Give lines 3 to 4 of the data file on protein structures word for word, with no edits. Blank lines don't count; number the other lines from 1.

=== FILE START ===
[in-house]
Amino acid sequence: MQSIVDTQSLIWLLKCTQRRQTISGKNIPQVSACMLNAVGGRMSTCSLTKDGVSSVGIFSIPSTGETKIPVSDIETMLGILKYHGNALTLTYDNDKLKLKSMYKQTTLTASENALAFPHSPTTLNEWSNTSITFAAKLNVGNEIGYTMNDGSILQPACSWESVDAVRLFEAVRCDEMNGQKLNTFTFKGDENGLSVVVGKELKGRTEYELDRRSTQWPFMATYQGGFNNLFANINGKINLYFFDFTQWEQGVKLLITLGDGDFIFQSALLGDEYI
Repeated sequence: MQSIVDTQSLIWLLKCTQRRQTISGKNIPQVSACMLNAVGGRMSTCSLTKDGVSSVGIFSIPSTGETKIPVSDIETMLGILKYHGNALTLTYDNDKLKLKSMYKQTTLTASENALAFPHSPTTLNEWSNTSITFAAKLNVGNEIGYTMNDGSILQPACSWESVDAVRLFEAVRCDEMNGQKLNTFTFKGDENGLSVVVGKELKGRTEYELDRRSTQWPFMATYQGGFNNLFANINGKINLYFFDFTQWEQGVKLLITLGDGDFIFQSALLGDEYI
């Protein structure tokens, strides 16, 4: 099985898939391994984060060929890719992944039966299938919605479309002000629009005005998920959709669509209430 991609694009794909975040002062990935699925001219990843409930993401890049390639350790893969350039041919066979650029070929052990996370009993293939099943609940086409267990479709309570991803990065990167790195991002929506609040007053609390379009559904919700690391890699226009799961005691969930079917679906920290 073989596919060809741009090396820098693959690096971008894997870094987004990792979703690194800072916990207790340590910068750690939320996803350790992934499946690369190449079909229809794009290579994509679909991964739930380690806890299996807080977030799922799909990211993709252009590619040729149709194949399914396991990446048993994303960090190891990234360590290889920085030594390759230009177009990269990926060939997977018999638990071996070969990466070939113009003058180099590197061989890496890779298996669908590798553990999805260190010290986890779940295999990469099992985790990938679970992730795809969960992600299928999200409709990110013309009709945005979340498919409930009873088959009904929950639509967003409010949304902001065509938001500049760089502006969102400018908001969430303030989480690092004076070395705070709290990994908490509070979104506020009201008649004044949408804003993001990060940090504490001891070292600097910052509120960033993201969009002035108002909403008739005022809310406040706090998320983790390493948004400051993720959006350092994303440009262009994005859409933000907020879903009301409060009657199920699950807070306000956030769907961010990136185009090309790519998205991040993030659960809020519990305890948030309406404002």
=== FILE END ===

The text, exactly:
Repeated sequence: MQSIVDTQSLIWLLKCTQRRQTISGKNIPQVSACMLNAVGGRMSTCSLTKDGVSSVGIFSIPSTGETKIPVSDIETMLGILKYHGNALTLTYDNDKLKLKSMYKQTTLTASENALAFPHSPTTLNEWSNTSITFAAKLNVGNEIGYTMNDGSILQPACSWESVDAVRLFEAVRCDEMNGQKLNTFTFKGDENGLSVVVGKELKGRTEYELDRRSTQWPFMATYQGGFNNLFANINGKINLYFFDFTQWEQGVKLLITLGDGDFIFQSALLGDEYI
């Protein structure tokens, strides 16, 4: 099985898939391994984060060929890719992944039966299938919605479309002000629009005005998920959709669509209430 991609694009794909975040002062990935699925001219990843409930993401890049390639350790893969350039041919066979650029070929052990996370009993293939099943609940086409267990479709309570991803990065990167790195991002929506609040007053609390379009559904919700690391890699226009799961005691969930079917679906920290 073989596919060809741009090396820098693959690096971008894997870094987004990792979703690194800072916990207790340590910068750690939320996803350790992934499946690369190449079909229809794009290579994509679909991964739930380690806890299996807080977030799922799909990211993709252009590619040729149709194949399914396991990446048993994303960090190891990234360590290889920085030594390759230009177009990269990926060939997977018999638990071996070969990466070939113009003058180099590197061989890496890779298996669908590798553990999805260190010290986890779940295999990469099992985790990938679970992730795809969960992600299928999200409709990110013309009709945005979340498919409930009873088959009904929950639509967003409010949304902001065509938001500049760089502006969102400018908001969430303030989480690092004076070395705070709290990994908490509070979104506020009201008649004044949408804003993001990060940090504490001891070292600097910052509120960033993201969009002035108002909403008739005022809310406040706090998320983790390493948004400051993720959006350092994303440009262009994005859409933000907020879903009301409060009657199920699950807070306000956030769907961010990136185009090309790519998205991040993030659960809020519990305890948030309406404002």